HSBC saw its Hong Kong-listed shares race up 8% in Asian trading this morning and could see similar gains in London, pulling up the whole blue chip index.
The bank’s figures, released early in Asia today, kick off what some are hoping will be a surprisingly strong bank reporting season.
As Noel Quinn, chief executive, said: “I am cautiously optimistic for the year ahead.”
The FTSE was being called up 16.7 points at 6636.1 this morning by traders at IG Index, with nearly 80% of them betting it would go higher than that.
HSBC has reshuffled its top management to shift them more towards Asia despite its shares having come under disproportionate pressure from its susceptibility to China-Hong Kong tensions.
The Hong Kong and Shanghai Banking Corporation is the biggest banking player in Hong Kong and treads a difficult path between interests of an increasingly belligerent China and Western-supported human rights activists.
While its shares have risen over 17% this year, they are still down over 20% since early 2020.
Markets made a disappointing start to the week yesterday, with the Nasdaq hitting a three week low amid concerns about frothy share prices in the tech sector.
European markets were all fairly weak as the theme about rising bond yields and inflation rumbled on in the background with little to outshine it.
Asia had a better session this morning, which should improve Europe’s opening.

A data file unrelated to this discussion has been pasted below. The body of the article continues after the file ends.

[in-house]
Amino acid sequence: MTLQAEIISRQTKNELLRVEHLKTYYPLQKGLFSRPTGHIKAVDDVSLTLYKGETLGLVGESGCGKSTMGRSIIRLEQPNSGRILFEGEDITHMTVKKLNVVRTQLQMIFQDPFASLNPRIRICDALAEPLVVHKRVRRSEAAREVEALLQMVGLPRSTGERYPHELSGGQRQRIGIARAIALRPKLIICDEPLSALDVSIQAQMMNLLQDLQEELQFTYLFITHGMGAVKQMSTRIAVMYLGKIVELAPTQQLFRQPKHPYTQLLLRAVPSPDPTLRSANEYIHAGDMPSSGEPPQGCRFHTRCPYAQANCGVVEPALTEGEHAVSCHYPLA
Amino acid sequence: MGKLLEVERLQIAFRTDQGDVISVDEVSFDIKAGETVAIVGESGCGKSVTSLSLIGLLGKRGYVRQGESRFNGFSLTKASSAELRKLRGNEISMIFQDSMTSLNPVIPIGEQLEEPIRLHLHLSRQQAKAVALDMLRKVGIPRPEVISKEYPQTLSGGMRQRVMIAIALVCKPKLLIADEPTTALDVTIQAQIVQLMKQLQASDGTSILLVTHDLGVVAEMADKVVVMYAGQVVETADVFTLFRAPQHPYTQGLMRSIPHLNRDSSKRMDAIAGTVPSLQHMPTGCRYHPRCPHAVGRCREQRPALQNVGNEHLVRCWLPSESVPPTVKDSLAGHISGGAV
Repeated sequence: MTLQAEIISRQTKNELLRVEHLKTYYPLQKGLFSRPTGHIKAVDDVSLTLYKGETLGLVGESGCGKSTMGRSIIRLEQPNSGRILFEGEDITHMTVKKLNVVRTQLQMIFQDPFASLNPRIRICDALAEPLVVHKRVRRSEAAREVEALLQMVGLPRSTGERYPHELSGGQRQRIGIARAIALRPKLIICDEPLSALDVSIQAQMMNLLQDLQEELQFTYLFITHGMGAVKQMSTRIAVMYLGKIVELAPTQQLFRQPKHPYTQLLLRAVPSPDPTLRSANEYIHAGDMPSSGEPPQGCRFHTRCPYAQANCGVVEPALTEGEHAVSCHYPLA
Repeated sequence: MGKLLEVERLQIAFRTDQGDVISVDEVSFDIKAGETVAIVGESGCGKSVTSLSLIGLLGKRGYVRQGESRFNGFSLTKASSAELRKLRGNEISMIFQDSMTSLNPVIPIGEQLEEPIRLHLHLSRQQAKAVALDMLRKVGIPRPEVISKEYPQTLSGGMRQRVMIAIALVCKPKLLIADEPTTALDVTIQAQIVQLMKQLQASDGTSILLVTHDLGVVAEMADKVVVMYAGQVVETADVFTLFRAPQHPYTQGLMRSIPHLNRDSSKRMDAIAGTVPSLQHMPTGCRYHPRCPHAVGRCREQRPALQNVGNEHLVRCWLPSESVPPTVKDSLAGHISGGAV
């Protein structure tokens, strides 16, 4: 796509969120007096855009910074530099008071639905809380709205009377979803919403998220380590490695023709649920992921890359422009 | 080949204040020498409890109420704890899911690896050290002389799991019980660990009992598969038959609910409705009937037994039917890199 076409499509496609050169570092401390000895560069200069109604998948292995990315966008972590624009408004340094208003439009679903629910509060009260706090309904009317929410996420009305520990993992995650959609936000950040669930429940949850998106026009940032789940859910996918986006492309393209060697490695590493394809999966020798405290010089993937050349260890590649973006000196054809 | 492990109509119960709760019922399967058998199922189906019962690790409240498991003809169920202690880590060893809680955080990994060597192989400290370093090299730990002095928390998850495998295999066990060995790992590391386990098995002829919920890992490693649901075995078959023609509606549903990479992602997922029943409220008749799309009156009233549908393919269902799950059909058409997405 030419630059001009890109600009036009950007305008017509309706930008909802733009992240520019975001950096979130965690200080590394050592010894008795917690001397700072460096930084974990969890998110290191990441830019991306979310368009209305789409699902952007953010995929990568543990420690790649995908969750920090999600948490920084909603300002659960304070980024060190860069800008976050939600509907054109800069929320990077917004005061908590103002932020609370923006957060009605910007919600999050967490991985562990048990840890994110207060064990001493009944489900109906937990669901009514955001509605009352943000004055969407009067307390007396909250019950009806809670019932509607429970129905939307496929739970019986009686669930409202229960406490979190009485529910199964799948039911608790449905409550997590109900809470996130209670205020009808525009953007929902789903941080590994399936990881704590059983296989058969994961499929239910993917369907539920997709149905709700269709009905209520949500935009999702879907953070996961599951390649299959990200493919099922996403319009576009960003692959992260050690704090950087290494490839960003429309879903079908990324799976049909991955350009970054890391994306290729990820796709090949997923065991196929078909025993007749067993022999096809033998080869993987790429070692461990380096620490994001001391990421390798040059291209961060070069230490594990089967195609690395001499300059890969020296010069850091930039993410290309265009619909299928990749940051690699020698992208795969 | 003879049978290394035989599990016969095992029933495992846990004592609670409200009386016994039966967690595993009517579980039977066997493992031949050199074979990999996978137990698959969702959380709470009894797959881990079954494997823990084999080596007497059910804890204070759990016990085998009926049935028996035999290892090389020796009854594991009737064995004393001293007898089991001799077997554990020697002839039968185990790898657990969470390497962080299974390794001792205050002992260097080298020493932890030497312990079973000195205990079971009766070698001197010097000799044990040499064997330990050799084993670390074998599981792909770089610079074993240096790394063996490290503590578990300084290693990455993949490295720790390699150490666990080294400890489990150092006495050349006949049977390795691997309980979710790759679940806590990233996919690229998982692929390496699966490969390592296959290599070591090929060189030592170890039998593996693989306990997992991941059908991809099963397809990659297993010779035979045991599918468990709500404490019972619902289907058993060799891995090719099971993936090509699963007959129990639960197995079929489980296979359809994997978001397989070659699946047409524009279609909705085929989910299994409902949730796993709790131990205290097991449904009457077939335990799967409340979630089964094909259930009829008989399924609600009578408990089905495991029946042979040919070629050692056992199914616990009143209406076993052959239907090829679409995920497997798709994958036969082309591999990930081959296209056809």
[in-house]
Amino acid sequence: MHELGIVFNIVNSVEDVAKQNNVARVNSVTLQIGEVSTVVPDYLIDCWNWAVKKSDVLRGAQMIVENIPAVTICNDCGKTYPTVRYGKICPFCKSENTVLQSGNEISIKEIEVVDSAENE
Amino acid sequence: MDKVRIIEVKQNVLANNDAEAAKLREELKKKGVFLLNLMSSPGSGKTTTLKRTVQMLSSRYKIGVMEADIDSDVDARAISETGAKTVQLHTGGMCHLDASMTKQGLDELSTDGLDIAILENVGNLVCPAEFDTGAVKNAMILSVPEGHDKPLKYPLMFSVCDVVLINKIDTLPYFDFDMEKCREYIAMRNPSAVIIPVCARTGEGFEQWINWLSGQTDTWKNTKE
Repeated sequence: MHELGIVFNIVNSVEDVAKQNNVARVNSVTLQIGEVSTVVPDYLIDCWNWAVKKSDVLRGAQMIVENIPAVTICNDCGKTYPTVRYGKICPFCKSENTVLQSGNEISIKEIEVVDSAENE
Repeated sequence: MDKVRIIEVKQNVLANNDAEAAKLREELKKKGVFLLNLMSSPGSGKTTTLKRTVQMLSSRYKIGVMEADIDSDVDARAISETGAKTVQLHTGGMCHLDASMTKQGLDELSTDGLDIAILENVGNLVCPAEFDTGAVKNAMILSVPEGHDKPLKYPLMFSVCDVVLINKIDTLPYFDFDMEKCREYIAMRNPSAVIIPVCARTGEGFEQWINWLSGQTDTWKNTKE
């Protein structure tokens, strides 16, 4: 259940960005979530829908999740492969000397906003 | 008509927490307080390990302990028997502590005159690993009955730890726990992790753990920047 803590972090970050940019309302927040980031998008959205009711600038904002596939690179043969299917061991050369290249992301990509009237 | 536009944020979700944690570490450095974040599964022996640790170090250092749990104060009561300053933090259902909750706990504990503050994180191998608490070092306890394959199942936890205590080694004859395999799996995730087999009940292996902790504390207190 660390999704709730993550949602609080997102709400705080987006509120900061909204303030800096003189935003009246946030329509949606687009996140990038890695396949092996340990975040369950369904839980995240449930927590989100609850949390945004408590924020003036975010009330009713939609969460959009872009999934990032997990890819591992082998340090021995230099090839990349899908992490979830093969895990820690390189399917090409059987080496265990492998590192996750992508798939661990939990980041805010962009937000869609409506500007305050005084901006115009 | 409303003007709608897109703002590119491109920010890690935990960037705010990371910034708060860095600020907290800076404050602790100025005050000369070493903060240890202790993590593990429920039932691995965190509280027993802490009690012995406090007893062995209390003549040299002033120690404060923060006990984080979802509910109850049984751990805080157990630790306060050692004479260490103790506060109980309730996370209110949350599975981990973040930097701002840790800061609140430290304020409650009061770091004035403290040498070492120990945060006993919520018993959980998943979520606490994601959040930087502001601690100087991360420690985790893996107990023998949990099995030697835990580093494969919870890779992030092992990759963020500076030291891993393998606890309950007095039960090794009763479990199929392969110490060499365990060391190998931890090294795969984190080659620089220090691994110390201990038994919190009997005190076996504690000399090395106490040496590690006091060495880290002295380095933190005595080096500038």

CMC Markets analyst Michael Hewson said: “While optimism abounds about an economic recovery, there still seems to be an abundance of caution about when to look at becoming strongly positive about the prospects for UK and European stocks.”
The CMC platform had the FTSE up 26 at the opening, Germany’s Dax up 47 at 13,997 and France’s CAC 40 up 18 at 5785.
Today sees the release of the latest ILO unemployment figures for December in the UK, likely to show at rate of 5.1%, up from 5% in November as the furlough scheme continues to keep a lid on unemployment.
Hewson points out that the ILO measure does not include those on furlough or the hundreds of thousands of overseas workers thought to have returned to their countries of origin during the Covid crisis. Britain’s appalling infection and death rates last year inevitably sent many workers back home where the situation was less severe.
The easing of restrictions yesterday may give hope to some companies reviewing their furloughed staff but the imminent end of the scheme and other Covid reliefs could still trigger a spike in unemployment in the coming weeks, with the markets expecting an unemployment rate of 7.5% by the summer.
The ever-present subject of US bond yields will be back on the agenda later as Federal Reserve chairman Jerome Powell gets a grilling from the Senate banking committee where his views on the economy will be pored over.
Investors will be listening out for any hints that he is reining back from his previously stated view that super-easy monetary policy will remain in place for the long term.
US consumer confidence figures out today will add further detail to the confusing picture facing the world’s biggest economy, where the government and central banks are throwing everything at stimulating activity just as hopes are rising that the worse of the pandemic could be over.